Log In ‹ Wordpress for ISS Students and Staff. WordPress Portfolio template (to be used by students G9-12) Wordpress Tutorial - Google Slides. The Types of Portfolios. 10 Tips for Embedding Digital Portfolios as Part of your Classroom Habits – A Guide to Documenting Learning. Teachers and schools are dipping their toes into the world of Digital Portfolios.
They are using platforms such as edublogs, Blogger, SeeSaw, Bloomz or Google Sites, to document and archive student work. BUT….the simple act of having digital portfolios for your students doesn’t necessarily mean they are working. Digital Portfolios . . . Making the Learning Visible – Teaching and Learning With Heart. As promised, here is my second post about Making Learning Visible and Digital Portfolios . . .
Forgive me for any technical problems, or the lack of digital craftsmanship; I am still learning. As an administrator and classroom teacher, I find myself in a wonderful position to make some important differences in how we communicate student progress and make learning visible. I have decided it is time to share my journey in communicating my students’ learning using FreshGrade, an online student digital portfolio system. My first message to my parents. As I reflect back on the year, it has been a journey of careful decision-making, exploring, and celebrating. Pedagogical Documentation When I began teaching in the early 80’s, the ideas behind the pedagogical documentation developed by the preschool educators of Reggio Emilia in northern Italy inspired many teachers who valued and understood the importance of making learning visible. A New Kind of Digital Documentation The Teacher’s Role Like this:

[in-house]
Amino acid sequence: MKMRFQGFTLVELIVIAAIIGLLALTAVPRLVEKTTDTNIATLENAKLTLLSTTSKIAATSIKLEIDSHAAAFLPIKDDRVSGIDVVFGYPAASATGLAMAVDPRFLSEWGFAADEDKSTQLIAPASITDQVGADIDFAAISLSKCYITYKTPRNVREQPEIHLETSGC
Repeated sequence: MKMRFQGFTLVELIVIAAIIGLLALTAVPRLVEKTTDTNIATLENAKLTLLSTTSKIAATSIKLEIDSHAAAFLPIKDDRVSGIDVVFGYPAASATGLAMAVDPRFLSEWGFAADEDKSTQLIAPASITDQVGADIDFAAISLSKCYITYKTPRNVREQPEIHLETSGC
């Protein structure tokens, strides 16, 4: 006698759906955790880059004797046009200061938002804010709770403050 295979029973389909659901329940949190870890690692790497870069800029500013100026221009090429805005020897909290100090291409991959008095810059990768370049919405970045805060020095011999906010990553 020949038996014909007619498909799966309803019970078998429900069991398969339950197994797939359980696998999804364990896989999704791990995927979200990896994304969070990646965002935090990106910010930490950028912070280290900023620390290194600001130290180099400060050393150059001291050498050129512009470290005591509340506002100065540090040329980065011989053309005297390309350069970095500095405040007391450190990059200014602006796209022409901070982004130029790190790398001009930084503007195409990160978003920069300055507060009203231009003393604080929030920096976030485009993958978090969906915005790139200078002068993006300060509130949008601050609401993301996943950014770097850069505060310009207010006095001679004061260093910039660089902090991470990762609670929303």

Digital Portfolios and Content. Schools, teachers and learners struggle with challenges in many shapes and forms when it comes to digital portfolios.
When I work with schools, educators, and learners around the world, I discovered that they have many of the same challenges in common. What’s the Difference Between Displaying and Documenting Learning? - Corwin Connect. Before I answer this question, I will ask another: Do you have a social media account that allows you to snap and share photos and/or videos, as well as send messages (e.g., Facebook, Instagram, Twitter)?
Thinking Strategically If you do, and you use the platform regularly, I bet a cognitive behavior has emerged over time. You think about what you want to post based on: Let me explain what I mean using my puppy as an example. Snowball started her Instagram account (snowball.the.schnauzer) when she moved into our furever home. What about the What? Finding the Deeper Meaning in Pedagogical Documentation. By: Diane Kashin, Ed.D, RECE.
To begin with I would like to wish all the followers and readers of this blog a very HAPPY NEW YEAR! A new year is the time for reflection and resolutions. For me, 2017 will be the year that I continue my quest to make meaning from the theory and practice of pedagogical documentation. Meaning making is an opportunity to think deeply about the content of documentation so that it can become pedagogical.
10 Tips For Making Your Blog Posts Easier To Read. Dear blogger,You have such wonderful ideas to share!
Your content is excellent; it’s just that I find myself skimming your posts, because, to be frank, your posts are … kind of hard to read.It’s not that your writing isn’t “correct”, it’s just that things have changed since you learned to write.In fact, it might be time to forget a lot of what you learned about writing at school.Can we chat about making your blog posts easier to read? With thanks, A hopeful reader Getting a blog post together isn’t easy, is it? You have to put all the distractions on your computer aside and focus on one task: tapping away at the keyboard and organizing all your thoughts until your post takes shape. So, of course, you want people to actually read your post. There are many personal benefits to simply writing too. Why portfolios.